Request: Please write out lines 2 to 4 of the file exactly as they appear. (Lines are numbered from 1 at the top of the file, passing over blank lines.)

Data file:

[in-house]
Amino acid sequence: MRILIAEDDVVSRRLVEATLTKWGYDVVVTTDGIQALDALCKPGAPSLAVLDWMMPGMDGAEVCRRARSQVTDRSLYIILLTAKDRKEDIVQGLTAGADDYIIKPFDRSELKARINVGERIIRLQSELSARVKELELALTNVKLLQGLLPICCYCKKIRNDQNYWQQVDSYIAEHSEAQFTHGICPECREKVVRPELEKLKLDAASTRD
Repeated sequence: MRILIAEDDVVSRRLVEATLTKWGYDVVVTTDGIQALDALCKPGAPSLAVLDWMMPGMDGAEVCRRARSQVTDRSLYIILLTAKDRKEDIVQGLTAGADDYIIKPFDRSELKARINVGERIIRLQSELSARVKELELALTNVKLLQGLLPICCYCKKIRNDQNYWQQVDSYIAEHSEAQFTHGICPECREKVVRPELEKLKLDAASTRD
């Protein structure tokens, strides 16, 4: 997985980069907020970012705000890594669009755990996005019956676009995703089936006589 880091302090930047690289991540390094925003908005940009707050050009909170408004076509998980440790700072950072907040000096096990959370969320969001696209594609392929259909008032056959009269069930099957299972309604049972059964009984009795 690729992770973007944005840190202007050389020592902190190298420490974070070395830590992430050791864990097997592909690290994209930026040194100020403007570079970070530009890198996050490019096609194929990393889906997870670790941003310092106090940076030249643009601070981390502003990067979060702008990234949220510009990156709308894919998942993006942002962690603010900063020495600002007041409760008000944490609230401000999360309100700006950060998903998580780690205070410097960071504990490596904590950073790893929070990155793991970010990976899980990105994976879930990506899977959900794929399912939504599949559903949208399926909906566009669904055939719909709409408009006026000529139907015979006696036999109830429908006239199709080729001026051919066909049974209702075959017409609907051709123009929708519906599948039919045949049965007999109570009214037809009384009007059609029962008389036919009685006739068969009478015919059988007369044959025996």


Amino acid sequence: MRILIAEDDVVSRRLVEATLTKWGYDVVVTTDGIQALDALCKPGAPSLAVLDWMMPGMDGAEVCRRARSQVTDRSLYIILLTAKDRKEDIVQGLTAGADDYIIKPFDRSELKARINVGERIIRLQSELSARVKELELALTNVKLLQGLLPICCYCKKIRNDQNYWQQVDSYIAEHSEAQFTHGICPECREKVVRPELEKLKLDAASTRD
Repeated sequence: MRILIAEDDVVSRRLVEATLTKWGYDVVVTTDGIQALDALCKPGAPSLAVLDWMMPGMDGAEVCRRARSQVTDRSLYIILLTAKDRKEDIVQGLTAGADDYIIKPFDRSELKARINVGERIIRLQSELSARVKELELALTNVKLLQGLLPICCYCKKIRNDQNYWQQVDSYIAEHSEAQFTHGICPECREKVVRPELEKLKLDAASTRD
């Protein structure tokens, strides 16, 4: 997985980069907020970012705000890594669009755990996005019956676009995703089936006589 880091302090930047690289991540390094925003908005940009707050050009909170408004076509998980440790700072950072907040000096096990959370969320969001696209594609392929259909008032056959009269069930099957299972309604049972059964009984009795 690729992770973007944005840190202007050389020592902190190298420490974070070395830590992430050791864990097997592909690290994209930026040194100020403007570079970070530009890198996050490019096609194929990393889906997870670790941003310092106090940076030249643009601070981390502003990067979060702008990234949220510009990156709308894919998942993006942002962690603010900063020495600002007041409760008000944490609230401000999360309100700006950060998903998580780690205070410097960071504990490596904590950073790893929070990155793991970010990976899980990105994976879930990506899977959900794929399912939504599949559903949208399926909906566009669904055939719909709409408009006026000529139907015979006696036999109830429908006239199709080729001026051919066909049974209702075959017409609907051709123009929708519906599948039919045949049965007999109570009214037809009384009007059609029962008389036919009685006739068969009478015919059988007369044959025996």